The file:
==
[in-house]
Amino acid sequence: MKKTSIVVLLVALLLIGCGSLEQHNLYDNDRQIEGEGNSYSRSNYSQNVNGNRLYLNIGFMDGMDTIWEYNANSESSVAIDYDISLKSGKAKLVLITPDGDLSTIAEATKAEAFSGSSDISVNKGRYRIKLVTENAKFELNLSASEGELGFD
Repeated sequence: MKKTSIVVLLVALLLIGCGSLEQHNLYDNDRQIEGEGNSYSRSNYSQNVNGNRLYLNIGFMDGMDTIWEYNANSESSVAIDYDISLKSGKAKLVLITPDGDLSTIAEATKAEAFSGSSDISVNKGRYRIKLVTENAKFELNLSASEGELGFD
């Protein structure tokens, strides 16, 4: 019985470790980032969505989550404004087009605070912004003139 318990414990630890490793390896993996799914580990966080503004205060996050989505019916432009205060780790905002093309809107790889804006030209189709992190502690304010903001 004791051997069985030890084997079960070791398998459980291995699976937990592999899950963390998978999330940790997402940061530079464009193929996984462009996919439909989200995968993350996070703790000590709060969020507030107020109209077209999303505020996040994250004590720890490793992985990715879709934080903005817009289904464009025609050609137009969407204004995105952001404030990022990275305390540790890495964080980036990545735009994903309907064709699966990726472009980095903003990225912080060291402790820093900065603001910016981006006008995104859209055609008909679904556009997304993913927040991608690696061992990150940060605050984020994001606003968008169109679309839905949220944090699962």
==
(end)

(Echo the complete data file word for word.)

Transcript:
[in-house]
Amino acid sequence: MKKTSIVVLLVALLLIGCGSLEQHNLYDNDRQIEGEGNSYSRSNYSQNVNGNRLYLNIGFMDGMDTIWEYNANSESSVAIDYDISLKSGKAKLVLITPDGDLSTIAEATKAEAFSGSSDISVNKGRYRIKLVTENAKFELNLSASEGELGFD
Repeated sequence: MKKTSIVVLLVALLLIGCGSLEQHNLYDNDRQIEGEGNSYSRSNYSQNVNGNRLYLNIGFMDGMDTIWEYNANSESSVAIDYDISLKSGKAKLVLITPDGDLSTIAEATKAEAFSGSSDISVNKGRYRIKLVTENAKFELNLSASEGELGFD
């Protein structure tokens, strides 16, 4: 019985470790980032969505989550404004087009605070912004003139 318990414990630890490793390896993996799914580990966080503004205060996050989505019916432009205060780790905002093309809107790889804006030209189709992190502690304010903001 004791051997069985030890084997079960070791398998459980291995699976937990592999899950963390998978999330940790997402940061530079464009193929996984462009996919439909989200995968993350996070703790000590709060969020507030107020109209077209999303505020996040994250004590720890490793992985990715879709934080903005817009289904464009025609050609137009969407204004995105952001404030990022990275305390540790890495964080980036990545735009994903309907064709699966990726472009980095903003990225912080060291402790820093900065603001910016981006006008995104859209055609008909679904556009997304993913927040991608690696061992990150940060605050984020994001606003968008169109679309839905949220944090699962």